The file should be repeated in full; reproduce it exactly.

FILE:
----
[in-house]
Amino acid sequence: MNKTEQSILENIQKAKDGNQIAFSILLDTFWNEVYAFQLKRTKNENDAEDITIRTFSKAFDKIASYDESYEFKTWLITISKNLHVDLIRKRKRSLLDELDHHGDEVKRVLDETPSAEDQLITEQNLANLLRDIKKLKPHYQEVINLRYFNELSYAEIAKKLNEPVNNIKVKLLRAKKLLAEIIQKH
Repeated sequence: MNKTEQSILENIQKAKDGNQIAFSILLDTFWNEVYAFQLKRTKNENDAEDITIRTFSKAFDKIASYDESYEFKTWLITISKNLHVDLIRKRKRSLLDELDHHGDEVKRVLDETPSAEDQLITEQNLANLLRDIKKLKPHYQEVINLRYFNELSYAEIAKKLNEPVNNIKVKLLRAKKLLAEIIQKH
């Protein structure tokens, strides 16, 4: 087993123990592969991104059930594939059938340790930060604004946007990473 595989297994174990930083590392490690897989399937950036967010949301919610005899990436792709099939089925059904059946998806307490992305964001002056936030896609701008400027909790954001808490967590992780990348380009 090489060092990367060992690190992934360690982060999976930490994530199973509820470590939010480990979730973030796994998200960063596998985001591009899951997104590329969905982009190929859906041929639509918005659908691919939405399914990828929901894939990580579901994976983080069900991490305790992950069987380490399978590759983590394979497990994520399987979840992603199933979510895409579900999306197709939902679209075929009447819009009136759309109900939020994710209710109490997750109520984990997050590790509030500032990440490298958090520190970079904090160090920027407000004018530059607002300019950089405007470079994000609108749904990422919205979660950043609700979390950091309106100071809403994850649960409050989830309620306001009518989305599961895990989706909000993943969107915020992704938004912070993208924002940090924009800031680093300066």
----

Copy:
[in-house]
Amino acid sequence: MNKTEQSILENIQKAKDGNQIAFSILLDTFWNEVYAFQLKRTKNENDAEDITIRTFSKAFDKIASYDESYEFKTWLITISKNLHVDLIRKRKRSLLDELDHHGDEVKRVLDETPSAEDQLITEQNLANLLRDIKKLKPHYQEVINLRYFNELSYAEIAKKLNEPVNNIKVKLLRAKKLLAEIIQKH
Repeated sequence: MNKTEQSILENIQKAKDGNQIAFSILLDTFWNEVYAFQLKRTKNENDAEDITIRTFSKAFDKIASYDESYEFKTWLITISKNLHVDLIRKRKRSLLDELDHHGDEVKRVLDETPSAEDQLITEQNLANLLRDIKKLKPHYQEVINLRYFNELSYAEIAKKLNEPVNNIKVKLLRAKKLLAEIIQKH
């Protein structure tokens, strides 16, 4: 087993123990592969991104059930594939059938340790930060604004946007990473 595989297994174990930083590392490690897989399937950036967010949301919610005899990436792709099939089925059904059946998806307490992305964001002056936030896609701008400027909790954001808490967590992780990348380009 090489060092990367060992690190992934360690982060999976930490994530199973509820470590939010480990979730973030796994998200960063596998985001591009899951997104590329969905982009190929859906041929639509918005659908691919939405399914990828929901894939990580579901994976983080069900991490305790992950069987380490399978590759983590394979497990994520399987979840992603199933979510895409579900999306197709939902679209075929009447819009009136759309109900939020994710209710109490997750109520984990997050590790509030500032990440490298958090520190970079904090160090920027407000004018530059607002300019950089405007470079994000609108749904990422919205979660950043609700979390950091309106100071809403994850649960409050989830309620306001009518989305599961895990989706909000993943969107915020992704938004912070993208924002940090924009800031680093300066």